Down Payment Home
Buying a home is often one of the most expensive endeavors one will take throughout their life, so it’s not surprising that saving for a down payment remains a major hurdle for many Americans on their path to homeownership. For help in finding your new home contact a local realtor. But although a 20 percent down payment is considered ideal, it’s not actually as common as you might think, nor is it a necessity to buying a home. Down Payment Home
According to the Zillow Group Consumer Housing Trends Report 2018, the majority (52 percent) of buyers put down less than 20 percent on their new home. Down Payment Home
Typically, you have to put between 3 and 20 percent of your home’s sale price down in cash to qualify for a conventional loan (30-year fixed mortgage), but there are exceptions. If you meet eligibility guidelines, you might qualify for a home loan with a zero-down payment through Veterans Affairs (VA loans) or the Department of Agriculture (USDA loan) programs.
What is a Down Payment?
A down payment is the amount of money you spend upfront to purchase a home and is typically combined with a home loan to fulfill the total purchase price of a home. In addition your down payment amount, your credit score, credit history, total debt and annual income will influence how much of a loan you can qualify for.
A great tool to see how much you can afford based upon your down payment and annual income is our affordability calculator. It will also take into account your monthly debts, the interest rate on your debt, your loan term, and many other settings that you can personalize to give you a more accurate result on a home price.
Why 20 Percent is Considered Ideal
If you are able to come up with a 20 percent down payment, you’d reap quite a few benefits. Putting that larger amount down lets you avoid paying private mortgage insurance (PMI), it can help you qualify for a lower interest rate (which can help you save thousands over the life of your loan), it’ll give you more equity faster, and it will result in a smaller monthly mortgage payment. Depending on where you’re looking to buy a home, a larger down payment might also help you be a competitive buyer and stand out to the seller if there are multiple offers on the home.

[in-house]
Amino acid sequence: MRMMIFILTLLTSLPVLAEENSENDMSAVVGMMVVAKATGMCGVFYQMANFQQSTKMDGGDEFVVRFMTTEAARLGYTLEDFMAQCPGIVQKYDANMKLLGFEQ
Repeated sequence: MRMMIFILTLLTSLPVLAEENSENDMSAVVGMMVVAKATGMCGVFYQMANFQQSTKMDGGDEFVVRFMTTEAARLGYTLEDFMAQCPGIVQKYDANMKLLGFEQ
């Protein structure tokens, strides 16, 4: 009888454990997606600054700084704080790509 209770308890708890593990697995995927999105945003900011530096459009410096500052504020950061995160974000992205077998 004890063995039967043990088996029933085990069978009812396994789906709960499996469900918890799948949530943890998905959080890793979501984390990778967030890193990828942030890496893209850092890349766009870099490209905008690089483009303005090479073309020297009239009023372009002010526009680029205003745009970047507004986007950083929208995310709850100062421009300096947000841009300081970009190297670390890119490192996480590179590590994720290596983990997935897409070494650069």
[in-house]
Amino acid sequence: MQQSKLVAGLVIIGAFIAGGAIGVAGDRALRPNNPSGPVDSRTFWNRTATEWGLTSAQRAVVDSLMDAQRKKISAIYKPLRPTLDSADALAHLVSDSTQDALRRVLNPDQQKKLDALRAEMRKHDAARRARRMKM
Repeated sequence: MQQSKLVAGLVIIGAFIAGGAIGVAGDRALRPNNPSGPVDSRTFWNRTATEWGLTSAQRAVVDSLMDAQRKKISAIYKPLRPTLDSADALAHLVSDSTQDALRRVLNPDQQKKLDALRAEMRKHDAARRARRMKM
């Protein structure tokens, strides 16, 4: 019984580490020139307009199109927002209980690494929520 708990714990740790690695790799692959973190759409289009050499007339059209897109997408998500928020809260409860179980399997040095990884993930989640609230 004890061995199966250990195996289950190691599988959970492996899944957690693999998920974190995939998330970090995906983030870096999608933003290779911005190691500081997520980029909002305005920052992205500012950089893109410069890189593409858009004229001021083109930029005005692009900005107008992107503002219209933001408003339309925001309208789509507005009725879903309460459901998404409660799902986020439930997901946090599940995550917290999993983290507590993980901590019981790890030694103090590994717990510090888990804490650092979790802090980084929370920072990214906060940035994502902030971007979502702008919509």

Although 20 percent isn’t a prerequisite to homeownership, many buyers do put that amount down and then some. Larger down payments are more prevalent for buyers in the West (47 percent put down 20 percent or more) and the Northeast (52 percent put down 20 percent or more). This is because of tighter markets and the need to present a more competitive offer to a seller in order to win the home.
Sourcing Down Payments is Tough
Just because some buyers are able to put more than 20 percent down doesn’t mean they don’t struggle coming up with the money. According to a Zillow survey, 68 percent of renters cite saving for a down payment as the biggest hurdle to buying a home.
Nearly one-third of buyers (29 percent) struggle saving up money for a down payment. Most (53 percent) do it by saving up the old-fashioned way. But nearly one-quarter (24 percent) are getting more creative and combining two or more sources to finance their down payment.
Some buyers have found luck using more creative ways to fund their down payment by receiving gifts from family or friends, selling stocks or other investments, using retirement funds, asking for a loan from family and friends or using leftover money from the sale of a previous home.
Because repeat buyers can often put some of the money from their previous home sale towards their down payment, they’re more likely than first-time buyers to put down larger lump sums. First-time buyers, however, are more likely to put down between 3 and 9 percent. According to a Zillow survey, only 37 percent of first-time buyers pay 20 percent or more.
Loans with Less than 20 Percent Down
While getting a zero-down payment loan is challenging and you have to be a strict set of criteria, there are other programs that offer low down payments that may be more achievable.
One of the most popular of the low-down payment loans is a Federal Housing Administration (FHA loan), which allows for a 3.5 percent down payment. One of the downfalls of this program, however, is that you still have to pay mortgage insurance premiums to protect the lender if you default on your loan.
Buyers are also taking advantage of two Fannie Mae offer loans; Conventional 97 and HomeReady mortgages, which both allow for a minimum down payment of just 3 percent. HomeReady mortgages are designed for creditworthy, low-to moderate-income borrowers, with expanded eligibility for financing homes in designated low-income, minority, and disaster-impacted communities. Conventional 97 mortgages are designed to help creditworthy home buyers who would otherwise qualify for a mortgage but may not have the resources for a larger down payment.
Outside of these Fannie Mae, FHA, VA and USDA loan types, there are state and local assistance programsthat can help you get into a home with a low-down payment. There are also towns that offer incentives to move there, ranging from student loan forgiveness to free lots of land to build on. Even though these programs don’t cover your down payment for you, they can help you save money elsewhere if you can come up with the initial down payment up front.